For example, he expressed concern for employees of Arizona companies who could lose their jobs if San Francisco terminates contracts with companies based in the state.

Elsbernd also pointed to San Francisco’s dependence on tourism dollars, and said a boycott threatens the city’s ability to “turn the corner ” economically. He worried people in other parts of the country could engage in “retaliatory acts” such as not traveling to the city.

“Not that [hurting the city’s economy] is the intention, but why would we take that risk for a boycott that may not necessarily work?” said Elsbernd.

Joe D’Alessandro, the openly gay president and CEO of the San Francisco Convention and Visitors Bureau, has expressed similar concerns about the boycott.

This is a situation “where people are frustrated with a law passed by elected officials in Arizona” and a boycott just targets “working people that had nothing to do with enacting those laws,” he said last week.

D’Alessandro said after the passage of Prop 8 his agency got a lot of e-mails from people in places ranging from Massachusetts to Europe saying they weren’t coming to California because of the state’s same-sex marriage ban.

He recalled telling people, “You’re going to hurt the people you’re trying to help.”

D’Alessandro said his agency’s had about 200 e-mails from people wanting to cancel their trips to San Francisco if the city goes through with the boycott.

“The best thing for people to do would be to go to Arizona and try to talk to people on why this law is wrong, and I firmly believe it’s wrong,” said D’Alessandro.

Asked about the concerns over his resolution, Campos said, “Whatever negative consequences there are … will be minimal” in the end.

Campos noted other cities, including Oakland, have passed boycotts related to the Arizona law.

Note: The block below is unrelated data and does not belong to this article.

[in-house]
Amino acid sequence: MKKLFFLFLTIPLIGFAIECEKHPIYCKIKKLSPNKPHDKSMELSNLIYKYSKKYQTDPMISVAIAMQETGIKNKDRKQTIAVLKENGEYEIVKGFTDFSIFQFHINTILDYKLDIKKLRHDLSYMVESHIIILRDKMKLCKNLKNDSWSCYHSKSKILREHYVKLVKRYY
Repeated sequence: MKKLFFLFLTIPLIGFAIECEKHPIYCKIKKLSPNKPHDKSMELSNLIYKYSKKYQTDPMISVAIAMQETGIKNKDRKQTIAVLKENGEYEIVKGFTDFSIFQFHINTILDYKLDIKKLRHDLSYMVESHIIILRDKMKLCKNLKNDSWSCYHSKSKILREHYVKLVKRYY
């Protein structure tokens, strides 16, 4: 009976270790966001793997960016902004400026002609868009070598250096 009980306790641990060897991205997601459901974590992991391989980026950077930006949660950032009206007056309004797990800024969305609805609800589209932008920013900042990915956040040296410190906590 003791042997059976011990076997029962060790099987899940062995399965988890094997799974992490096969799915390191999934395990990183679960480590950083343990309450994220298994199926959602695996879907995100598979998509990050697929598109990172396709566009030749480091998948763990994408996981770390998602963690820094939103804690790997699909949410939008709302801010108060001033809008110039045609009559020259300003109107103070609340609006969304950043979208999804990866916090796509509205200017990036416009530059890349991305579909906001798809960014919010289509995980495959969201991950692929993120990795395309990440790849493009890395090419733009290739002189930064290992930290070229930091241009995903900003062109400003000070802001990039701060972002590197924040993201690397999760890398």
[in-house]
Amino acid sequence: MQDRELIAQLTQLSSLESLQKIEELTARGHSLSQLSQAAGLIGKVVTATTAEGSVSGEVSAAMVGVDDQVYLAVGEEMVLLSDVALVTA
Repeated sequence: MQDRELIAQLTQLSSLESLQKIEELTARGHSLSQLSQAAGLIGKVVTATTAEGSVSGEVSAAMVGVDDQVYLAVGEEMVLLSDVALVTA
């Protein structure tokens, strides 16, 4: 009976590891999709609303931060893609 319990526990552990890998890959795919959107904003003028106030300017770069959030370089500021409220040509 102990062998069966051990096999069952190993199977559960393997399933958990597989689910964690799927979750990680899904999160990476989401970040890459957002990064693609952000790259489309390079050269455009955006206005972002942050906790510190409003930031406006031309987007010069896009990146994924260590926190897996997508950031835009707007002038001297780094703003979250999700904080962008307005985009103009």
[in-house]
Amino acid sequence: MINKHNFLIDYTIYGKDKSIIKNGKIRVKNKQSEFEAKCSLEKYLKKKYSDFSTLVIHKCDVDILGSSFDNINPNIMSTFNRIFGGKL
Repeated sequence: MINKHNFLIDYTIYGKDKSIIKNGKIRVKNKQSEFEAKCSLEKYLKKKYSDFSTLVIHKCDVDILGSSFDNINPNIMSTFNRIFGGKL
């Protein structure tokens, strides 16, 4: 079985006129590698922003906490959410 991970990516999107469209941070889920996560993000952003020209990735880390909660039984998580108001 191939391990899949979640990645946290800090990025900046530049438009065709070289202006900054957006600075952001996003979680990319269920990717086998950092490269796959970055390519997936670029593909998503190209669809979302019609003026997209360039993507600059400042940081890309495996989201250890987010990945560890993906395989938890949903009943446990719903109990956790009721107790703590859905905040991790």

He also said, “The same argument as to why we shouldn’t do something has been applied to an number of things.”

For example, Campos referred to city’s Equal Benefits Ordinance, which requires city contractors to provide the same benefits to their employees with spouses and their employees with domestic partners.

He noted there had been fears of the ordinance causing a “backlash” but said, “In the end, none of that materialized, and we proceeded because with domestic partner benefits, it was the right thing to do. I think we should not be afraid to stand up for what is right.”

As to the changes made to the Arizona law, Campos said, “You can put lipstick on a pig, but it’s still a pig.”

The law still “opens the door for racial profiling” and the amendments don’t really change the “fundamental problems with the law,” said Campos.

If anything, he said, the changes are “recognition of the fact that they are getting a lot of pressure, and they feel themselves isolated.”

Among other provisions, the San Francisco resolution says that unless Arizona rescinds SB 1070, the board urges city departments “to the extent practicable, and in instances where there is no significant additional cost to the city nor conflict with the law, to refrain from entering into any new or amended contracts to purchase goods or services from any company that is headquartered in Arizona.”

In an e-mail to the B.A.R. shortly after Brewer signed the bill, Paul Senseman, her deputy chief of staff-communications, wrote that if San Francisco supervisors “believe the new Arizona law is inappropriate then they need to direct their anger at the federal government, because the new Arizona law simply regulates and enforces immigration law the same way the federal law and federal authorities currently regulate, and have regulated for decades. Racial profiling is specifically written in the law to be illegal. No additional documents are needed for anyone, other than what federal law currently requires.”

— Seth Hemmelgarn, May 12, 2010 @ 11:36 am PST
Filed under: Uncategorized


SF Folsom Street Fair 2010 poster inspired by recent police raids of Texas, Georgia gay bars